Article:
Millions of companies rely on legacy marketing strategies to make their products and services seem “better” than the competition.
But legendary companies do not compete. Instead, they design new categories for their breakthrough products and business models to live within. And these categories create the future.
But without many resources on category design, you are likely wondering, “What is category design? How can I use it to create a niche and dominate market share? Will it even work for my business?”
We’re here to answer your questions and set the record straight on this new and different strategy called category design.
So, let’s dive in.
Category design is a business strategy that helps companies earn the majority of market share in a specific category of products or services.
You do this by synchronizing The Magic Triangle of product, company, and category design. The result is you become known for a niche you own, attract a loyal following of Superconsumers, and earn the majority of market share. This makes it impossible for someone else to “do what you do.”
But to design a category, you must have a unique point of view.
This POV must move the world from the way it is to a new, different way of doing things.
In order to design a new and different category that changes the world, you have to reject the premise with a unique POV. This helps you niche down and create specific Languaging (the strategic use of language to change thinking) about your offering to attract customers, who then evangelize your offering and turn you into the Category King or Queen.
So the goal of category design is to be different.
More specifically, the goal is to illustrate different thinking—not just say what has already been said in a “better” way.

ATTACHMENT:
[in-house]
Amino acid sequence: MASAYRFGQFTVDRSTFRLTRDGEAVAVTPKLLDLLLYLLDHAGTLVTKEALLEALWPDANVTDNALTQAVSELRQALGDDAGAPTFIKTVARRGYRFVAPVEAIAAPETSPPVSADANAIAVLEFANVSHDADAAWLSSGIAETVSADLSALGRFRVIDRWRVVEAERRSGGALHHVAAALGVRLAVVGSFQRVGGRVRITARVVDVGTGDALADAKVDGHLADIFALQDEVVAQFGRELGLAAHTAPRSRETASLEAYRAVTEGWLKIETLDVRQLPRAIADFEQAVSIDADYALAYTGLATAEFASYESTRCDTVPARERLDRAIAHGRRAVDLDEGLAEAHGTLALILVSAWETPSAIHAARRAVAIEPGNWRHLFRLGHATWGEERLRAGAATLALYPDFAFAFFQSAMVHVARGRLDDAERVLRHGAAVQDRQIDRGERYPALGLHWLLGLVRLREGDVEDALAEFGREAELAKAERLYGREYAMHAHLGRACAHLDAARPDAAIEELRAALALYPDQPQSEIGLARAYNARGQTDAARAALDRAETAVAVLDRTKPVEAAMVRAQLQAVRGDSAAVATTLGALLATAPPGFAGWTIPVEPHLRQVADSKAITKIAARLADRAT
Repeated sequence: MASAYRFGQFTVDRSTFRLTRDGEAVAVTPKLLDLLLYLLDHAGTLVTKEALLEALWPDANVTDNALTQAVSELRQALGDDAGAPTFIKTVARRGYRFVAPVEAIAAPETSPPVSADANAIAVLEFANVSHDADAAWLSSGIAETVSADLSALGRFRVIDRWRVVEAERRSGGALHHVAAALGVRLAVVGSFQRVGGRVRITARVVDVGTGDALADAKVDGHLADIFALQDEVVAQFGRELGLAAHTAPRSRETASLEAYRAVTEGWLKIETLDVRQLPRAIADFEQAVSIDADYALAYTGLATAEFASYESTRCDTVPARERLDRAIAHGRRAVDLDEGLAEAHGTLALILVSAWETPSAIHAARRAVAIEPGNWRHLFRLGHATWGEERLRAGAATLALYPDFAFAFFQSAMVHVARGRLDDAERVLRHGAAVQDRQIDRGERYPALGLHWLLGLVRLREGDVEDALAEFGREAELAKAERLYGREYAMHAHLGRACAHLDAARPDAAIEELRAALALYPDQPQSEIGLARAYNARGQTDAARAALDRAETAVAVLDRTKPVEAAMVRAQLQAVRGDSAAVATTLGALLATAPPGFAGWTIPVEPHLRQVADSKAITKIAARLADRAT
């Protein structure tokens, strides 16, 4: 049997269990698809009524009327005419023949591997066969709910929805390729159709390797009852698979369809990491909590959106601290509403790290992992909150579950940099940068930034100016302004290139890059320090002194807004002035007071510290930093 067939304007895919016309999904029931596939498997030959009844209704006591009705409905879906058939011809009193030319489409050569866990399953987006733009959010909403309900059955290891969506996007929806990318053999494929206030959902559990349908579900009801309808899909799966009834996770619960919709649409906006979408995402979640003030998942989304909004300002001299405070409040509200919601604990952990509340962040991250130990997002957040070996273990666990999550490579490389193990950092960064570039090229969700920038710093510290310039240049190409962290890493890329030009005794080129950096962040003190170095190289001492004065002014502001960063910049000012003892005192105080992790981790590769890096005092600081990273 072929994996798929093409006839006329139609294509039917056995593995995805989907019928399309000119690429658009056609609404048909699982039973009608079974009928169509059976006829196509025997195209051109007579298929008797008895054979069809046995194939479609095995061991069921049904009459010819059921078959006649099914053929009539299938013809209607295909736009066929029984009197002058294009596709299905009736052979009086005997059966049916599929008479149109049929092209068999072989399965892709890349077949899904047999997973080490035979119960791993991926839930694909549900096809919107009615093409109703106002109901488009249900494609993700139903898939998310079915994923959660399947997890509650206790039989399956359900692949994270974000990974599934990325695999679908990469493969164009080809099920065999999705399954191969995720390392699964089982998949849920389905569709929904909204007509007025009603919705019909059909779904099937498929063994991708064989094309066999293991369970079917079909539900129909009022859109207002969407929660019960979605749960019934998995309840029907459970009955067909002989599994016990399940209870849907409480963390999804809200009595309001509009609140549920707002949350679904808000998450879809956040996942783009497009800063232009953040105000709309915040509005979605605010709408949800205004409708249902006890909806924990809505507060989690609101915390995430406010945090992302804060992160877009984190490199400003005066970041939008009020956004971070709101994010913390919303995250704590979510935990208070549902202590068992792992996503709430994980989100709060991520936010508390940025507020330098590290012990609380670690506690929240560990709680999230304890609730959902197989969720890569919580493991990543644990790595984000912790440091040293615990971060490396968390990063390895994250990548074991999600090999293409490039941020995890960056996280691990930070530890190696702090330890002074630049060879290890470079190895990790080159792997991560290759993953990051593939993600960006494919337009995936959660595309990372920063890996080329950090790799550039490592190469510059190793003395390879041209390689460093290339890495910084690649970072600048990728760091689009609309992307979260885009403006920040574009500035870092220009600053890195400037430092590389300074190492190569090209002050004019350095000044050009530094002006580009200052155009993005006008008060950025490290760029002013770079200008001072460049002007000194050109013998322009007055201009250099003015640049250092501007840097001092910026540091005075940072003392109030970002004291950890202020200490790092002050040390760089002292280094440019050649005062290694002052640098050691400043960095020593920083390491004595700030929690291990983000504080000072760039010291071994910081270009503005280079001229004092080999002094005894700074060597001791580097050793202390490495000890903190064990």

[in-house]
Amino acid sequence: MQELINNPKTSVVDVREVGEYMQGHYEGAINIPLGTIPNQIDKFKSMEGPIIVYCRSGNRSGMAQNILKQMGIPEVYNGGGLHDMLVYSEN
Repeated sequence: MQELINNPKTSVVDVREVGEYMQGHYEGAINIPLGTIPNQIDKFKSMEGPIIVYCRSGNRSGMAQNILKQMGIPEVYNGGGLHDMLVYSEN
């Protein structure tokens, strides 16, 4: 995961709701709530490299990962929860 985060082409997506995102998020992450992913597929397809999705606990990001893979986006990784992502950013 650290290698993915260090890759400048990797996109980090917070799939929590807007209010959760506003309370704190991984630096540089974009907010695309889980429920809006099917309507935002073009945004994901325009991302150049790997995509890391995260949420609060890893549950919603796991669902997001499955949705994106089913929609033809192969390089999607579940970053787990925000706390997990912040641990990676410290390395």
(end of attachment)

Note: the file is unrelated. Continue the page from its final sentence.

Do this, and you’ll reap the benefits of category design.
If you successfully apply category design, you’ll enjoy these benefits:
Sure, this all sounds good in theory. But how does it play out in the real world?
To show you the advantages of category design, let’s look at an example from The Campbell Soup Company.
100 years ago, the company had a breakthrough. For its first 30 years, the business sold little else besides produce, canned tomatoes, vegetables, condiments, minced meats, and of course, soups. Business was good, but there was nothing “radically different” about Campbell’s products. Fresh foods were difficult to scale, so many food manufacturers relied on canning. Soup, for instance, was cheap to make, but all of the water made it heavy and expensive to ship.
Until, in 1895, a chemist within Campbell’s named John T. Dorrance came up with a radically different idea.
If Campbell’s halved the water in each can, the business could produce and ship exponentially more soup(the excess water was no longer needed)! Simultaneously, the company could drop the price of a can of soup from 30 cents to 10 cents, expanding both their distribution and lowering the barrier to entry for new customers in a way no other food production company had been able to.